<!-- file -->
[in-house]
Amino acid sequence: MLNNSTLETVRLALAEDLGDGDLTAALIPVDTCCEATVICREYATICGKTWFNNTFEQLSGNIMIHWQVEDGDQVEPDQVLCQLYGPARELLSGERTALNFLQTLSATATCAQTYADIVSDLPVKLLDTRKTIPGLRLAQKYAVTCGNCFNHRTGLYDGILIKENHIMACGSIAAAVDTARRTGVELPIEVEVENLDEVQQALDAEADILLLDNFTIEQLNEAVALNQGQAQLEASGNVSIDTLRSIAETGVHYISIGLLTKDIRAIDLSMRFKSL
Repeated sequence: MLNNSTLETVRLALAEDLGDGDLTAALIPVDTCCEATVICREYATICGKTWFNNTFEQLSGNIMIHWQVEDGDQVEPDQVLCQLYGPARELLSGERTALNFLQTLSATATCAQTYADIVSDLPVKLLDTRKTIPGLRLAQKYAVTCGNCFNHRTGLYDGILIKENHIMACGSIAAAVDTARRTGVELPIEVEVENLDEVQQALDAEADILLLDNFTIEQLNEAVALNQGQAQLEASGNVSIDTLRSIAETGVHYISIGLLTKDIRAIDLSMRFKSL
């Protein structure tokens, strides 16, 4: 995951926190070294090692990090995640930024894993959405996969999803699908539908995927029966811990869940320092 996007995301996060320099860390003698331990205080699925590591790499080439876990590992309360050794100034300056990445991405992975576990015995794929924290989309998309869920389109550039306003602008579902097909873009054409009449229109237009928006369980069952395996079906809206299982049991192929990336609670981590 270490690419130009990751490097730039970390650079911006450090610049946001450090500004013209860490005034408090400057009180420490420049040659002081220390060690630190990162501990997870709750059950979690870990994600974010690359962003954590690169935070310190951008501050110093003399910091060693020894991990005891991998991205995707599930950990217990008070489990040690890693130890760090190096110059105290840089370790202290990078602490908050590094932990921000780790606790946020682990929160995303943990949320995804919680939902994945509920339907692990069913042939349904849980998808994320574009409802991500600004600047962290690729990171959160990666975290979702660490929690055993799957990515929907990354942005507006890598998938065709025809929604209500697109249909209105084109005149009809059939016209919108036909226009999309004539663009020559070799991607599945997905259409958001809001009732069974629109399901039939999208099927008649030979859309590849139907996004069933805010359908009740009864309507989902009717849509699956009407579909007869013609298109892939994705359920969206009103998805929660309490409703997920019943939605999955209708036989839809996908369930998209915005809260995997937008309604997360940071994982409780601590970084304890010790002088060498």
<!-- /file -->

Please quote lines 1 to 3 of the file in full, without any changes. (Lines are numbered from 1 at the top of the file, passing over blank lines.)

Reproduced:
[in-house]
Amino acid sequence: MLNNSTLETVRLALAEDLGDGDLTAALIPVDTCCEATVICREYATICGKTWFNNTFEQLSGNIMIHWQVEDGDQVEPDQVLCQLYGPARELLSGERTALNFLQTLSATATCAQTYADIVSDLPVKLLDTRKTIPGLRLAQKYAVTCGNCFNHRTGLYDGILIKENHIMACGSIAAAVDTARRTGVELPIEVEVENLDEVQQALDAEADILLLDNFTIEQLNEAVALNQGQAQLEASGNVSIDTLRSIAETGVHYISIGLLTKDIRAIDLSMRFKSL
Repeated sequence: MLNNSTLETVRLALAEDLGDGDLTAALIPVDTCCEATVICREYATICGKTWFNNTFEQLSGNIMIHWQVEDGDQVEPDQVLCQLYGPARELLSGERTALNFLQTLSATATCAQTYADIVSDLPVKLLDTRKTIPGLRLAQKYAVTCGNCFNHRTGLYDGILIKENHIMACGSIAAAVDTARRTGVELPIEVEVENLDEVQQALDAEADILLLDNFTIEQLNEAVALNQGQAQLEASGNVSIDTLRSIAETGVHYISIGLLTKDIRAIDLSMRFKSL